Confessions also begins a discusion of “good advertising,” which Ogilvy delves much deeper into in his masterwork: Ogilvy on Advertisng. This work is more relevant than ever, because at the time of Ogilvy’s writing, print had taken a backseat to TV. One could argue, and I would, that display advertising has more similarities to print than TV.
Some of my favorite lessons include the fact that you should always put your image above your text to insure that the ad flows with the natural scan behavior of the reader. Or that new claims/uses are an effective ad method- that education can serve as the ultimate ad. Ads with “news” are recalled 22% more. For example, a new use for soup:
Ogilvy’s insights are based on extension survey methods, so his claims are facts. For example, people can’t read reverse print (white text on black background); always use black on white. And that longer ads are actually read MORE than shorter ads. Headlines are read 4 to 5 times more than body text.
His most famous ad for VW, strikes you with a one word headline, that appears to be disparaging the product in the ad. On closer read, you learn that VW’s inspection techniques are so stringent that one in 50 cars is discarded by VW engineers as a “Lemon” before leaving the factory.
To my eyes, the layout and imagery is all Apple. Steve Jobs most certainly read this book.
I love business books from the 1950s to 1980s. Very little has changed in business, and the prevailing business writing style seems to me to have been a lot more candid in those days. The insights seem unscrubbed, and time has done nothing to diminish the lessons.
On any given day or week the most viral content on BuzzFeed and I believe our network (though we have much more data coming on that) tends not to be videos. It is images, articles, list posts, and every other permutation of content.
24 Hour View
The top three items today are: a list of lyrics, an image of a funny SMS exchange, and an image. The first video actually appears as the 7th item.
On the 7-day view, item number 1 includes a video, but is much more of an elaborate guide than a standlone video. Other than that, there are no videos in the top 10. We’ll be putting out more data shortly, but I’m so frequently asked, "what goes viral other than videos," that I wanted to do a post. Heading to our public dashboard can quickly give you an idea of the stuff that works best.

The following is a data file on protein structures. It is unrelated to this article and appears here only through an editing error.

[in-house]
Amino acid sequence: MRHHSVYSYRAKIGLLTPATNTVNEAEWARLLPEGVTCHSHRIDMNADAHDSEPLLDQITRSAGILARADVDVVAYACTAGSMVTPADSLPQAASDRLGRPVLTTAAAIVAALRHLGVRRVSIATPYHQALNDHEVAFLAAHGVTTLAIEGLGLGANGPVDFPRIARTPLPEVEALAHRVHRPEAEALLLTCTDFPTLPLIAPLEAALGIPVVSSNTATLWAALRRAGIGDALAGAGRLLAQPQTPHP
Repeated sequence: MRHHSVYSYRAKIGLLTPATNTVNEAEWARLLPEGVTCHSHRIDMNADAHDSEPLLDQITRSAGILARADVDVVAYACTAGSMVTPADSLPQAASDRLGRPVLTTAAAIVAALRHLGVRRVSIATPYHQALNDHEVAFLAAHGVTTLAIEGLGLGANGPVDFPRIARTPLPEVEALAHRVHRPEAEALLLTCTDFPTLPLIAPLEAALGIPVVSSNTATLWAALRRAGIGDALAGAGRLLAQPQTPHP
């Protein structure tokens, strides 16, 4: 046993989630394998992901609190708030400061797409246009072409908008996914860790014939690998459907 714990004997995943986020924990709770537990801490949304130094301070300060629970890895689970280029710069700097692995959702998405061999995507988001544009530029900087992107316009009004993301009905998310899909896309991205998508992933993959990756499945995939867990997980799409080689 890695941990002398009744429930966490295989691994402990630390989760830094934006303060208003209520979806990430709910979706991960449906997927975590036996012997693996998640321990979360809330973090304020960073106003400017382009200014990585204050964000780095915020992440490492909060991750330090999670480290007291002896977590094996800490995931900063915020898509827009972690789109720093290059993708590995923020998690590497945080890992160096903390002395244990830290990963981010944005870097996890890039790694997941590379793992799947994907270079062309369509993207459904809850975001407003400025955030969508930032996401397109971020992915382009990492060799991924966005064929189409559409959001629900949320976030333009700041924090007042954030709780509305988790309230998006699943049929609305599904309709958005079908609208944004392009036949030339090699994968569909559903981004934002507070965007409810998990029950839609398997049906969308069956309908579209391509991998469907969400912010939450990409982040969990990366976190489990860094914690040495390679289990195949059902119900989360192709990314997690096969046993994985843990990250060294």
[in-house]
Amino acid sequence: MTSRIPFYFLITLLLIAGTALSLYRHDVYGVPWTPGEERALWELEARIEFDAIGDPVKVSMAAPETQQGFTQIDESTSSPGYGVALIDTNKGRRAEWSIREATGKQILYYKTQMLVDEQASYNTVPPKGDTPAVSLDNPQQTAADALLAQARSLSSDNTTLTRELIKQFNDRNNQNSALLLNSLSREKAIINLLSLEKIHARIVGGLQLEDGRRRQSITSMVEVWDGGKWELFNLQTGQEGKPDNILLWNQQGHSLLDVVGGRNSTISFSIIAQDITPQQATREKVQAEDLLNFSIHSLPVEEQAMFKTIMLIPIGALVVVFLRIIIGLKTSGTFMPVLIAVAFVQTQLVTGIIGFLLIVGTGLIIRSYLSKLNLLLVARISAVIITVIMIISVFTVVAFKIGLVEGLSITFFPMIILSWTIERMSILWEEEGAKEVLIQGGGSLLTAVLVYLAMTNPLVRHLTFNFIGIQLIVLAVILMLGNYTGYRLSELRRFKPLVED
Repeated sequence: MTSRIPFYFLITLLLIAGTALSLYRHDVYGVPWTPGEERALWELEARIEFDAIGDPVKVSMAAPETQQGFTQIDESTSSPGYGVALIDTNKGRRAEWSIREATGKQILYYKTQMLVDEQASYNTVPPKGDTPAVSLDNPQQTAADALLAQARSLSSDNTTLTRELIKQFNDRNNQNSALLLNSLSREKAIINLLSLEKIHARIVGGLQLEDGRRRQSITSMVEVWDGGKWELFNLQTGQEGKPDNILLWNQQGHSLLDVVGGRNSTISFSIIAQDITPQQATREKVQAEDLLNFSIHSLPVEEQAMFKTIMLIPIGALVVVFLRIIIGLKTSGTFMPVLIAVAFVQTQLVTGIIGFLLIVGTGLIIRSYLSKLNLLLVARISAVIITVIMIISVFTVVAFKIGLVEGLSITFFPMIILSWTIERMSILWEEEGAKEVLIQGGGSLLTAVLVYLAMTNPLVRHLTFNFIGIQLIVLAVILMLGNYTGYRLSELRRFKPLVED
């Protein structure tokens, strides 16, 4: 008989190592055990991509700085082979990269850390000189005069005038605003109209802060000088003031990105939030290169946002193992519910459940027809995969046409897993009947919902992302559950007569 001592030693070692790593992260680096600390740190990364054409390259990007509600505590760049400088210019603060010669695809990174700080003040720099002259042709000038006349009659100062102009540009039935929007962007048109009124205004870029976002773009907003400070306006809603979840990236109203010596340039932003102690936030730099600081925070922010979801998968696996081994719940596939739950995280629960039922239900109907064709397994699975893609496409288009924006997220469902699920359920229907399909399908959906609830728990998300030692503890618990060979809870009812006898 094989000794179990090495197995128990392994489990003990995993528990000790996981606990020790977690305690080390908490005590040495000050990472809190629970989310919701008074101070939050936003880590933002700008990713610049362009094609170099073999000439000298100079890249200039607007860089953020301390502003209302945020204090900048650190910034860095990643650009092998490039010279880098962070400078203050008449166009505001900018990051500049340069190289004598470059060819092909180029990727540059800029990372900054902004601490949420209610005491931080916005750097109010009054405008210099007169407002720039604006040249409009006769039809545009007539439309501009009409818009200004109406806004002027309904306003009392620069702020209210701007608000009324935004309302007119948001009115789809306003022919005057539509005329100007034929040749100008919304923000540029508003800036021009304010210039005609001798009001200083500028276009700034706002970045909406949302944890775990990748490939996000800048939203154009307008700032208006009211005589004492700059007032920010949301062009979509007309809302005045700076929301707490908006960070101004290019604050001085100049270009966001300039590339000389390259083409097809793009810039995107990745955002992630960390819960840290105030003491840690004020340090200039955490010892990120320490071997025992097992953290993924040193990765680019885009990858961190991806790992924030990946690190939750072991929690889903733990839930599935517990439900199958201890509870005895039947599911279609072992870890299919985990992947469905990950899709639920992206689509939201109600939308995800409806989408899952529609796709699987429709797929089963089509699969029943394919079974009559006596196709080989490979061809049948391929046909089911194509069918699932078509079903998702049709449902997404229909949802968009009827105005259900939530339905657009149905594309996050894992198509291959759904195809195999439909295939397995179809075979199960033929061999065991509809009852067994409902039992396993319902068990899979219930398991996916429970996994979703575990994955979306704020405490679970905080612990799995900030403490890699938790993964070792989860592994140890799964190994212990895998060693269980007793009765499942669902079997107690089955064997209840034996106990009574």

I would say that lists are a highly underutilized form of content. They do remarkably well for us, partners, and advertisers, and get shared a ton. To my knowledge, we’re somewhat unique in our mega image lists (sometimes 100+ images), and it’s a format we’re encouraging brands to adopt. It’s a format that users like and like to share.
The same is true of really surprising and though-provoking standalone images, articles, guides, and audio files. Funny works but so does unexpected, curious, heartfelt, smart, etc.
Posted via email from jonsteinbergOn any given day or week the most viral content on BuzzFeed and I believe our network (though we have much more data coming on that) tends not to be videos. It is images, articles, list posts, and every other permutation of content. 24 Hour View The top three items today are: a list of lyrics, … | Comment »
I’m completely biased from a business perspective/interest in my belief that links and traffic that come via sharing activity are the most valuable
With those caveats out of the way, I’m wondering how much of the online audience is Walking Dead: click farms, zombie accounts, spyware spinning people in circles, etc. I love Twitter and am a Twitter bull, but of those 160 million users, how many are actually active in any real sense. The number is still huge, but when you’re tweeting, you’re still hitting a lot of the dead. Just a quick survey of your followers immediately makes clear that many, and potentially most, are spammers or abandoned accounts.
Jonah first raised the idea of zombie users with me, and we’ve been noodling on it for days now. He also pointed out that one of the best metrics used to counteract these unrealistically high numbers was the “active users” metric deployed by Facebook with regard to Facebook Apps.